And maybe your employee has a presentation to give the next day? Are they going to be able to practice and rehearse the presentation if they can’t get alone time in their room?

There is also the whole showering and changing aspect of things. Not everyone is comfortable getting dressed in front of coworkers or acquaintances and having to go in and out of the bathroom to get dressed is just annoying.

Under no circumstances would I ever ask employees to share a bed either. I don’t care if it is a California king bed, requiring or even asking employees to share a bed is just opening up a whole new legal can of worms and is low-key disrespectful.

And yes, they could request a rollaway bed but that brings us to the main point of this article regarding sharing a room.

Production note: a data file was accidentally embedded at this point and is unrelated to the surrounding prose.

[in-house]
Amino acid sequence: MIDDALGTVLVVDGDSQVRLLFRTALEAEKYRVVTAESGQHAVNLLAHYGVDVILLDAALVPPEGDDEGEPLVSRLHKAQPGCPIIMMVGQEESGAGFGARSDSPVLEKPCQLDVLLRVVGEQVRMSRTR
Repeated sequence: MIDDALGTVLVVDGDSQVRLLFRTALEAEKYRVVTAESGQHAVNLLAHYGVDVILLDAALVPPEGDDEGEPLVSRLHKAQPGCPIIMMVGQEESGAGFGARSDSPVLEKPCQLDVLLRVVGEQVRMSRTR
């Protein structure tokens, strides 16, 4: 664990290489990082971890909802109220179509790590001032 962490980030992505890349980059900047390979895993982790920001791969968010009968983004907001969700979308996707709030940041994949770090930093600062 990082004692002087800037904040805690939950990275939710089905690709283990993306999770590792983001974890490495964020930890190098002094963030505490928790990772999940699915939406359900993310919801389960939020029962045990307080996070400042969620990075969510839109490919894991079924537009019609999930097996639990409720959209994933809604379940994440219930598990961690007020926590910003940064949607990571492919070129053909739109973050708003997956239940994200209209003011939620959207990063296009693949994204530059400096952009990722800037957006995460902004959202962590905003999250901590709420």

Medical reasons

Related to general privacy is medical privacy.

A lot of people have medical issues that they are mostly able to conceal while working a typical day job at the office. In fact, only 39% of employees with disabilities have disclosed them to their manager.

Perhaps they have established procedures for dealing with bathroom issues or taking certain types of medications.

But if they were required to share a hotel room — especially for something like an extended stay — they may have to reveal pretty sensitive things about them.

The last thing you want is an employee stressing out every night about “coming out” with a major medical issue when you are trying to conduct business at a high-level.

Co-worker hostility

If you are forcing your employees to endure the discomforts above there’s a good chance they might blame you or the company.

But there is also a high chance they will blame the person (co-worker) causing the annoyances. This could cause rifts within your team and could cancel out any of the “team building” you were hoping would happen by sharing rooms.

It sends the wrong message